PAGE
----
By KIERAN FINNANE
While Derek Tasker (left), training officer at the Alice Springs Juvenile Detention Centre, continued his appearance before the Royal Commission this morning, Minister for Territory Families Dale Wakefield issued a media release about the training of new youth justice officers.
Mr Tasker had stressed over and over again that the only training he and his colleagues had received was PART (Professional Assault Resistance Training) and senior First Aid. This was his answer to many challenges presented to him about the adequacy of his repose in given situations: he was doing what his training (PART) had taught him to do.
It was therefore troubling that he remained in the position of training officer for new recruits. Would this continue? the Alice Springs News Online asked the Department of Territory Families.
To be clear: Mr Tasker was asked yesterday about his current position by Counsel Assisting the Commission, Peter Callaghan SC :
“You are currently the training officer at the Alice Springs Youth Detention Centre? That’s correct.
“When did you commence in that role? Approximately 2013-14.
“And it is the latest in a long series of positions you have held within the youth detention system in the Northern Territory; is that right? That’s correct.”
Well, that is not how the department sees it. Late this afternoon, the News was informed that “Mr Tasker does not hold a training position within Territory Families and is not involved in the delivery of any current training programs.
“Mr Tasker has not delivered training within the [Alice Springs] detention centre since August 2016.”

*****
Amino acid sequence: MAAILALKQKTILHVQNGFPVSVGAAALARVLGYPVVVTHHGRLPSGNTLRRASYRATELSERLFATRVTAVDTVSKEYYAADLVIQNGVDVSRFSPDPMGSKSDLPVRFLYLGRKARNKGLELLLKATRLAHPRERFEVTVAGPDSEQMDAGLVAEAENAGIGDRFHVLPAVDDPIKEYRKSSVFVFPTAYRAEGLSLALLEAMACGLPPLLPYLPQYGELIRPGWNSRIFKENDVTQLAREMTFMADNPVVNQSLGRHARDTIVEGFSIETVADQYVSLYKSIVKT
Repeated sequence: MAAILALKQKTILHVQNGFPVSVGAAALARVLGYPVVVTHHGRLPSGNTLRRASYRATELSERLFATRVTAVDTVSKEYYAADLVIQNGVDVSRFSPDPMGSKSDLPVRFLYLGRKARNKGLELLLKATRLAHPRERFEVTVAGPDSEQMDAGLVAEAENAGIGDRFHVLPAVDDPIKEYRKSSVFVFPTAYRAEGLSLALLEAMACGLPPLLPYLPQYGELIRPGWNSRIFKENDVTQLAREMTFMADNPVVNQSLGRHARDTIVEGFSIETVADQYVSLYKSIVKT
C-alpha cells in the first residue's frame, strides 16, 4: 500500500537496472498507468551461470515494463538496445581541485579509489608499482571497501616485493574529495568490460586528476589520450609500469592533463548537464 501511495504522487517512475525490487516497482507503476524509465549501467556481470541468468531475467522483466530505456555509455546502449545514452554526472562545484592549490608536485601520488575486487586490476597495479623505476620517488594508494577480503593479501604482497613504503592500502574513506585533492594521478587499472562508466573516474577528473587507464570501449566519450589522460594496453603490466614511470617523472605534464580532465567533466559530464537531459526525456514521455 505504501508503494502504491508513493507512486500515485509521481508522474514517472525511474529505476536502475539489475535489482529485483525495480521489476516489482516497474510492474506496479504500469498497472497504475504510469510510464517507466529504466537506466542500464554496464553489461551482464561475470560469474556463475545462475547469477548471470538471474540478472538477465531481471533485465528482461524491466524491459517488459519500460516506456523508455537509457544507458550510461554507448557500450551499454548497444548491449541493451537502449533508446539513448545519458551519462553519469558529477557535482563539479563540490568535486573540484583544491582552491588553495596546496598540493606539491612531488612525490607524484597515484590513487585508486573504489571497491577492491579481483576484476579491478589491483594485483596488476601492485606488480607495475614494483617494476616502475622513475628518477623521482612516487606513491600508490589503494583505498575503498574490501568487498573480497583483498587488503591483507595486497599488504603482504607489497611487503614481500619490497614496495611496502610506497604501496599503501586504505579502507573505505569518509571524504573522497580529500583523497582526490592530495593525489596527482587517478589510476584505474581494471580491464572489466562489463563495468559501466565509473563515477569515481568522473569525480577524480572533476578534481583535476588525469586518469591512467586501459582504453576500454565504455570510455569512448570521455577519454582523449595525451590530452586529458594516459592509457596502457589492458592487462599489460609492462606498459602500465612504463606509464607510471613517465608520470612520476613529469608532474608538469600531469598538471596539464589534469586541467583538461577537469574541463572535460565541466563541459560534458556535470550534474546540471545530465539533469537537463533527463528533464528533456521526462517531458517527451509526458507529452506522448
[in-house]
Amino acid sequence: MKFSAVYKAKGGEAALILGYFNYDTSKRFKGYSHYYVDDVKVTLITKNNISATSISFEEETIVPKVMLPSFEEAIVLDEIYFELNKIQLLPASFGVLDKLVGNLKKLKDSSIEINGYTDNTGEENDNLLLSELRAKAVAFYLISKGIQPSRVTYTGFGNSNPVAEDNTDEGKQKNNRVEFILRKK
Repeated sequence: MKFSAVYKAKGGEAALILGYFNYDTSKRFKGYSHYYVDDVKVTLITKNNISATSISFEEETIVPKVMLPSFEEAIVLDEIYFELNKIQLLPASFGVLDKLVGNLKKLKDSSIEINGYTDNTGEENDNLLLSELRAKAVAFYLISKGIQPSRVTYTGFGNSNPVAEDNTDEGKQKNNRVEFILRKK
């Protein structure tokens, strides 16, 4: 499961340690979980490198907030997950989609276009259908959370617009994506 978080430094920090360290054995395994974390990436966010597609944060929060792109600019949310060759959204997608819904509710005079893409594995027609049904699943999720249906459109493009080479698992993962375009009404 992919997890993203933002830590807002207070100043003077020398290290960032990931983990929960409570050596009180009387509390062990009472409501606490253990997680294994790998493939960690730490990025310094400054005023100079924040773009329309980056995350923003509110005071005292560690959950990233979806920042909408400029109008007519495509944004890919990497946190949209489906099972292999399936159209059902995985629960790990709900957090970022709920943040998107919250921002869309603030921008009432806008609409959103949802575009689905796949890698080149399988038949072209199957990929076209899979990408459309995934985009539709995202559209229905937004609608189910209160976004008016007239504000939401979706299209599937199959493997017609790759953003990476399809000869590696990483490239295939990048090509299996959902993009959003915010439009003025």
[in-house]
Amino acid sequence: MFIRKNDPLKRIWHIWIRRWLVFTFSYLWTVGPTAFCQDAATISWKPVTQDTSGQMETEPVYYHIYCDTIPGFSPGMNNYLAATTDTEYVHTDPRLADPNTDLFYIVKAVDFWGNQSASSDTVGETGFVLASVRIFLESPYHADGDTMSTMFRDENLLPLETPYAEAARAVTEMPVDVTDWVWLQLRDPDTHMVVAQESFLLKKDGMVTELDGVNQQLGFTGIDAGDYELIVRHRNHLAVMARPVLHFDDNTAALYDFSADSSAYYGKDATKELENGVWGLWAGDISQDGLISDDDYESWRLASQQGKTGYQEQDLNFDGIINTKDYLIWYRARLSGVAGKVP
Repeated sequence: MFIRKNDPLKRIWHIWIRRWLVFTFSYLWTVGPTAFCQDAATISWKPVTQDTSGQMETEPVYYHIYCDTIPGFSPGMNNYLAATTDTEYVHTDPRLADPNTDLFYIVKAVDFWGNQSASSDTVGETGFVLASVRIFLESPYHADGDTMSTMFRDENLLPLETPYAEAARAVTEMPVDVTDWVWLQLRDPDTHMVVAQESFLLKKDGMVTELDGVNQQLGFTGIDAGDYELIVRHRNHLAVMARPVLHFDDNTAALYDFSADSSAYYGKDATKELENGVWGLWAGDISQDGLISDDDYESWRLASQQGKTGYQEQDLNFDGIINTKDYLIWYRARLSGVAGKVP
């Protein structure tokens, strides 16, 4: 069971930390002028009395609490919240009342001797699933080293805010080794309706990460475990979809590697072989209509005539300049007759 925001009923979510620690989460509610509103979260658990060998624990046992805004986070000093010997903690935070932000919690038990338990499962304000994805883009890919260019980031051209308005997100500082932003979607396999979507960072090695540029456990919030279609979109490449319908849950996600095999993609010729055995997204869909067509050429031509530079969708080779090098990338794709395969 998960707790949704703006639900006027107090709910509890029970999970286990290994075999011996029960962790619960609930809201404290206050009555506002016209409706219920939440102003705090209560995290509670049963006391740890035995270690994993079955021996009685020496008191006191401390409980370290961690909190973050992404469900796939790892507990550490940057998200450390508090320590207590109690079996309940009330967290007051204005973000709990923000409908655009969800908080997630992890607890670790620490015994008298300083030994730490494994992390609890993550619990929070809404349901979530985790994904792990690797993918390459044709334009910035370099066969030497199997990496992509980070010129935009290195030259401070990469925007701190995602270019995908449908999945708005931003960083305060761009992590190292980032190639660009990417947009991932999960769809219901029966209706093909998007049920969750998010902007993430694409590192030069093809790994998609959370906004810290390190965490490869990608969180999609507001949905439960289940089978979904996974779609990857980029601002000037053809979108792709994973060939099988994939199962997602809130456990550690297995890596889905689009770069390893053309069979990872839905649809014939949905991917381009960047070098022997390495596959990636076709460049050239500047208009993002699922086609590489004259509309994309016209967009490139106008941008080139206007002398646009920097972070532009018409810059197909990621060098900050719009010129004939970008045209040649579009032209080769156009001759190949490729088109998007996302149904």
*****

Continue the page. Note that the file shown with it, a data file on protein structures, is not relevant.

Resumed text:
Mr Tasker was followed into the stand by Barrie Clee, a shift supervisor at Don Dale and in 2009, Officer In Charge at Aranda House in Alice Springs. At that time Mr Clee was the only permanent staff member. All other positions were filled by casuals. This was still the case in the period 2013-15.
There were attempts to offer casual staff basic PART training (three days) and First Aid, but it could be the case that there were staff on roster without any training. (Mr Clee also referred to efforts to give staff one day’s training in “cultural competency”.)
The Don Dale centre in Darwin had a permanent workforce at the time, said Mr Clee (right), but Alice Springs did not. There was no approved “permanent staffing model” for Alice Springs. His evidence related to the period 2013-15.
Cut to today’s media release: a new generation of youth justice officers (YJOs) will receive six weeks of specialist training to promote rehabilitation and reduce future reoffending, according to Minister Wakefield.
Programs for detainees will include “life skills, training, education and personal development”.
The new YJO training has begun for 25 new recruits – 13 for positions in the Don Dale Youth Detention Centre, 12 for Alice Springs Youth Detention Centre.
Eleven of the new recruits are female (the highest ever intake); six will be allocated to Alice Springs, five to Darwin.
Yesterday Mr Tasker told the commission that only one female youth justice officer was working at present at the ASYDC.
The new recruits also include 12 who are Indigenous.
Ms Wakefield said current YJOs working in the Darwin and Alice Springs will also undergo additional training.
Part of the training is facilitated by the Australian Childhood Foundation, teaching recruits about the impact of trauma on young people and how it can affect their brain development and behaviour. This will enable officers to provide more meaningful responses to detainees’ behaviour, to better support rehabilitation and ultimately stop reoffending, said Ms Wakefield.
When young offenders leave detention they will continue to receive supervision from 52 new Youth Diversion workers, part of the overhaul of the youth justice system announced last month.
The changes cannot come soon enough. The overwhelming impression left by Mr Tasker’s and Mr Clee’s evidence and their answers to cross-examination has been of a shambolic system. Problems have included:
• poorly trained staff, including in positions of responsibility such as their own.
For example, Commissioner Margaret White asked Mr Clee about information provided to YJos to help them recognise mental illness and cognitive deficits that young detainees were more than likely to have. Short answer, no.